New director revives high school band program

Last year Custer County District High School (CCDHS) welcomed new band director Mike Gillan, who has been shaking things up ever since. 

Under his direction, the band has received new uniforms and instruments, and added about 15 members.

This is Gillan’s 37th year of teaching, including about 20 years at the collegiate level. 

He attended Central Michigan University before transferring to Michigan State to earn his degree.

Gillan said that while attending college all his voice teacher ever talked about was Montana, and specifically Miles City. 

“All I ever heard about was the Bucking Horse Sale, how great the town was, and how he missed it,” said Gillan.

According to Gillan, he had been thinking of moving to Montana to be closer to his mother so when the band director job became available he applied. He was called a few days after the interview and was hired. 

“I think that we hit the jackpot when Mike Gillan picked Miles City to come to,” school district Superintendent Keith Campbell said in an email response to questions. “Each day, month and year you can see and hear the obvious improvements that the program is making under his leadership. He has exceeded expectations when it comes to rebuilding the program and he was by far the best candidate for the position.”

According to Campbell he enjoys Gillan’s wealth of experiences, his commitment to music, and how he has a sense of purpose.

So far, Gillan said he loves the town and the people, adding he’s really enjoyed working with the students.

“I wanted to be a teacher since about junior high. That was when I made up my mind,” Gillan said.

Since taking over the band director position, Gillan has made several changes, the most noticeable being the snazzy new uniforms. 

According to Gillan, the old uniforms were aging and showing some wear and tear. 

“I was worried they wouldn’t be able to wear them without the seams coming out,” said Gillan. “They were that old. It was time.”

Each new uniform was purchased locally. According to Gillan, each uniform cost about $140. If purchased through a large company, they would cost around $400 each, he said.

The uniform includes a dark blue, long-sleeved, collared Carhartt shirt, gold suspenders, a gold scarf, off-blue Dickies pants and a wire-rimmed Montana-creased cowboy hat. The pants also have gold stripes down the side. The uniforms are paired with black shoes. 

Each student also received a gold Carhartt rain coat. The jackets were donated by Stockman Bank and feature the bank’s logo on the back.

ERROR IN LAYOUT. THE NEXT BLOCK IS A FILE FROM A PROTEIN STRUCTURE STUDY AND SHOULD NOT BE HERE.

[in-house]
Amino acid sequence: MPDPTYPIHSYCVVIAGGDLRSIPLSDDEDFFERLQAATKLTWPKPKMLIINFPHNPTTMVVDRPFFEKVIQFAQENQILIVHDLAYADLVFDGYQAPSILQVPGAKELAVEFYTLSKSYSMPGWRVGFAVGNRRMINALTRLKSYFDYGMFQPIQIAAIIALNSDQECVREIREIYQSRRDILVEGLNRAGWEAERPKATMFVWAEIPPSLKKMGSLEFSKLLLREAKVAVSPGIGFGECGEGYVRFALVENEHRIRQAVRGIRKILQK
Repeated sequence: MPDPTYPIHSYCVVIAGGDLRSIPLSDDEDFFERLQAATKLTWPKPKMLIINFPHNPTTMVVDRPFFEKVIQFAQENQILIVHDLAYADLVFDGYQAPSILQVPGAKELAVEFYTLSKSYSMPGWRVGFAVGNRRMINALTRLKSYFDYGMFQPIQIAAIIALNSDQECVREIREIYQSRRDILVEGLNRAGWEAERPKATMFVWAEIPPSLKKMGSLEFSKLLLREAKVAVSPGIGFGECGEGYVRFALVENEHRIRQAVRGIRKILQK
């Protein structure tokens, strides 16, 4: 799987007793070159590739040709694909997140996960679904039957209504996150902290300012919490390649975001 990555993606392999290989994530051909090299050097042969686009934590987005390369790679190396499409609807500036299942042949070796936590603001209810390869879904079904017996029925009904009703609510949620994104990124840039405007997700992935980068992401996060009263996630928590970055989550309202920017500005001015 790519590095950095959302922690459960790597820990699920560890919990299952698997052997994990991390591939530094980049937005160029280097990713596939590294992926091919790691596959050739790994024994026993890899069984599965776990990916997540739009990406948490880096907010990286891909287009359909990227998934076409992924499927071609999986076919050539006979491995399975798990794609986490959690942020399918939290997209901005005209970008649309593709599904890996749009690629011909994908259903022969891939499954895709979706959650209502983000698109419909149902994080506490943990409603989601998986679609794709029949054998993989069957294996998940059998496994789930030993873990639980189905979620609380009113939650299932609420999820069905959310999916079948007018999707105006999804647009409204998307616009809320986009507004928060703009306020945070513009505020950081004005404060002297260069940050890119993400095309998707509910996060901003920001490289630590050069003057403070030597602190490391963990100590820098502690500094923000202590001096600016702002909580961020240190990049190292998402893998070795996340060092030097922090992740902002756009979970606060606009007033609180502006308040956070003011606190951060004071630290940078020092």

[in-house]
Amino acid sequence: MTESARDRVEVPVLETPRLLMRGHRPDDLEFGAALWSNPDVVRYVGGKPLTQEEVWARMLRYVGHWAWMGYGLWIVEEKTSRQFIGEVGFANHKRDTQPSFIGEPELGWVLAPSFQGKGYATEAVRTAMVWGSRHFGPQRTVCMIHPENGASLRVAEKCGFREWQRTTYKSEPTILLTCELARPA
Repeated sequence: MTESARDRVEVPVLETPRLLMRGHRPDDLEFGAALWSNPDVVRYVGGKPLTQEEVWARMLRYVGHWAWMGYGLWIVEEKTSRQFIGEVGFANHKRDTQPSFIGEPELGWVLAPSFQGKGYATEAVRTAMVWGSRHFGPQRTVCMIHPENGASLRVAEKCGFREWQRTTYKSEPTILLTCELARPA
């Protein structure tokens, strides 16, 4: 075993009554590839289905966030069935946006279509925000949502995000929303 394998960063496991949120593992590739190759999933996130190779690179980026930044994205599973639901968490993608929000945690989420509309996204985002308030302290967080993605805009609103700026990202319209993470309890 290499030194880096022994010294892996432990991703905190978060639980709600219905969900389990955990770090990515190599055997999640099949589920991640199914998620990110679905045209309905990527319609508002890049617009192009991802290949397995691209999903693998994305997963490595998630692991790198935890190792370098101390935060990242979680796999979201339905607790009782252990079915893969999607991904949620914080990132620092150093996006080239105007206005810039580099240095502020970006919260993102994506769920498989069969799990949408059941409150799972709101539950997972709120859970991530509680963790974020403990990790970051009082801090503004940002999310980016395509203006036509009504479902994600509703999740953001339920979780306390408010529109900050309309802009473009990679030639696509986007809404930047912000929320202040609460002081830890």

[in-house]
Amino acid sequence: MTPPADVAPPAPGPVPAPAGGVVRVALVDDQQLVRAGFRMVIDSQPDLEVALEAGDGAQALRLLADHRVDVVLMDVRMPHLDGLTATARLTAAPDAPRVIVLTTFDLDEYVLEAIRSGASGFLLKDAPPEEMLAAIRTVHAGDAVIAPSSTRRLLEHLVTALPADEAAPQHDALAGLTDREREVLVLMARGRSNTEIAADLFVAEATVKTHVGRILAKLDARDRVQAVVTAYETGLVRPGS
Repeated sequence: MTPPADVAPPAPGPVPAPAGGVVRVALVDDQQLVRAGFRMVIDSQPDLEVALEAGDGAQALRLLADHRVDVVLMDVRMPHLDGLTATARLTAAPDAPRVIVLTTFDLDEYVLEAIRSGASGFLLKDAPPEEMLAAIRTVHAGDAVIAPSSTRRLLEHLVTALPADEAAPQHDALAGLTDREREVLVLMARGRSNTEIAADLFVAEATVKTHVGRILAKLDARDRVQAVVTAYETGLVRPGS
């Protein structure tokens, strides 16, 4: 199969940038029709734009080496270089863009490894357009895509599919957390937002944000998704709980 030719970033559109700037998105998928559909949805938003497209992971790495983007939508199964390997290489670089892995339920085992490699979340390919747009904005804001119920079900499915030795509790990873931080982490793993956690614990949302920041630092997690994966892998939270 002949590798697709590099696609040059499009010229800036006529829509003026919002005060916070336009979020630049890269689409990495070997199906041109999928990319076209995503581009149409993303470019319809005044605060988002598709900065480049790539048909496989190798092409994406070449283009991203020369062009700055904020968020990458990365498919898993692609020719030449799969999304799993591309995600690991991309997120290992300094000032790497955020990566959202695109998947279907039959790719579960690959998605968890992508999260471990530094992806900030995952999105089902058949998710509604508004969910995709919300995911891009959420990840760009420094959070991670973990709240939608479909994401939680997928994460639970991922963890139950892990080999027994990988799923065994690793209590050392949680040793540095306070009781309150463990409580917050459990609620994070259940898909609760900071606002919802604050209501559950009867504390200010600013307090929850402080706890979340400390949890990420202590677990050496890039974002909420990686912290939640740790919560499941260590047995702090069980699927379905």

“I wanted to go for a more historic feel,” said Gillan. “They’re also universal and can be used for a long time.”

The old uniforms were purchased in 1964, when Ralph Hartse was still the band director.

By purchasing each piece locally, Gillan can pick up a replacement piece right away.

“Plus you’re spending the money in town and that’s always a good thing,” Gillan said.

“He does a fabulous job of finding ways through trade-in programs, grants, and working with the community to replace and repair many of our instruments that had become unusable. He was able to get new uniforms for the band through the help of many generous donations by community businesses,” CCDHS principal Beez Lucero said in an email. 

Campbell agreed, calling the work Gillan has done with the instruments, uniforms and facilities a “more than accomplished feat.”

Purchasing new uniforms was only the first step toward rebuilding the band. 

According to Gillan he doesn’t know what happened to decrease the size of the band. He did point out that it was a very strong program in the 1960s but it was a different school then with 800 students instead of the 500 they have now.

According to Gillan, he is working on teaching the students that how they present themselves is how the public sees them.

“We added some things at the football games. Normally we try to do something at halftime. We do a pregame march into the stadium,” said Gillan. “The band can add atmosphere to an athletic event.”

Currently, between the concert band, percussion assemble and the symphonic band, the program has 45 students. According to Gillan, when he began last year they only had 28.

“I’d like to get it built so the percentage of students that are participating is about 15 percent,” said Gillan. “I don’t think we’ll grow much next year as the eighth grade class is small but after that it could take off.” 

According to Lucero, the increase of student interest in the band is being noticed. 

“Mr. Gillan has done a wonderful job increasing interest in the band,” said Lucero. “He works very hard for the program.”

Currently, the sixth-grade band, which is the beginning band, has 60 students. 

Gillan said he hopes that most of those students will stick with band as they move into the high school.

This year the band will not be participating in the district music festival. Instead they will be attending the Montana State University-Billings band festival. Attending this festival allows the students to attend master classes with one of them being taught by the Billings Symphony. 

In February, Gillan is bringing in a guest conductor. He is also hoping to bring in more master classes.

“This year is dedicated to how we play,” said Gillan. “Individually I want to raise the bar. The better we play individually the better music we make. I think that’s an important concept.”